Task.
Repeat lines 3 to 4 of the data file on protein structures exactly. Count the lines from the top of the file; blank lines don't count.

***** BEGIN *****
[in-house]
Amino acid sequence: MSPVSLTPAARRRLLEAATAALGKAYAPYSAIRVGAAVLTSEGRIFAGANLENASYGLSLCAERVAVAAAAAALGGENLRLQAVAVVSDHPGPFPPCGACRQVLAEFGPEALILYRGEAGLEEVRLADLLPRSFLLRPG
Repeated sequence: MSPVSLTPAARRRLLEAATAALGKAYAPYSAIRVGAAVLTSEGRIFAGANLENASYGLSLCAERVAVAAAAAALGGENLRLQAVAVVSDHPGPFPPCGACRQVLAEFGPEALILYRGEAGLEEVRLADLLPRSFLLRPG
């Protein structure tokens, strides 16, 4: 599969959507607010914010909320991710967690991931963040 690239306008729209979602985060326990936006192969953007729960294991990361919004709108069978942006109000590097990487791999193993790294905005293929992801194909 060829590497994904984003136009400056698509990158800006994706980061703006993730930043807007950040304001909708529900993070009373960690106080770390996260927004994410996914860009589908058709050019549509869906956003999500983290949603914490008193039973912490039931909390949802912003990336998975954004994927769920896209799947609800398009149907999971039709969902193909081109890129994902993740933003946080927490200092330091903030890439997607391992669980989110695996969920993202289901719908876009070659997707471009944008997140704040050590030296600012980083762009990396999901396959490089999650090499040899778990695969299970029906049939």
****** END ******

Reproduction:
Repeated sequence: MSPVSLTPAARRRLLEAATAALGKAYAPYSAIRVGAAVLTSEGRIFAGANLENASYGLSLCAERVAVAAAAAALGGENLRLQAVAVVSDHPGPFPPCGACRQVLAEFGPEALILYRGEAGLEEVRLADLLPRSFLLRPG
């Protein structure tokens, strides 16, 4: 599969959507607010914010909320991710967690991931963040 690239306008729209979602985060326990936006192969953007729960294991990361919004709108069978942006109000590097990487791999193993790294905005293929992801194909 060829590497994904984003136009400056698509990158800006994706980061703006993730930043807007950040304001909708529900993070009373960690106080770390996260927004994410996914860009589908058709050019549509869906956003999500983290949603914490008193039973912490039931909390949802912003990336998975954004994927769920896209799947609800398009149907999971039709969902193909081109890129994902993740933003946080927490200092330091903030890439997607391992669980989110695996969920993202289901719908876009070659997707471009944008997140704040050590030296600012980083762009990396999901396959490089999650090499040899778990695969299970029906049939």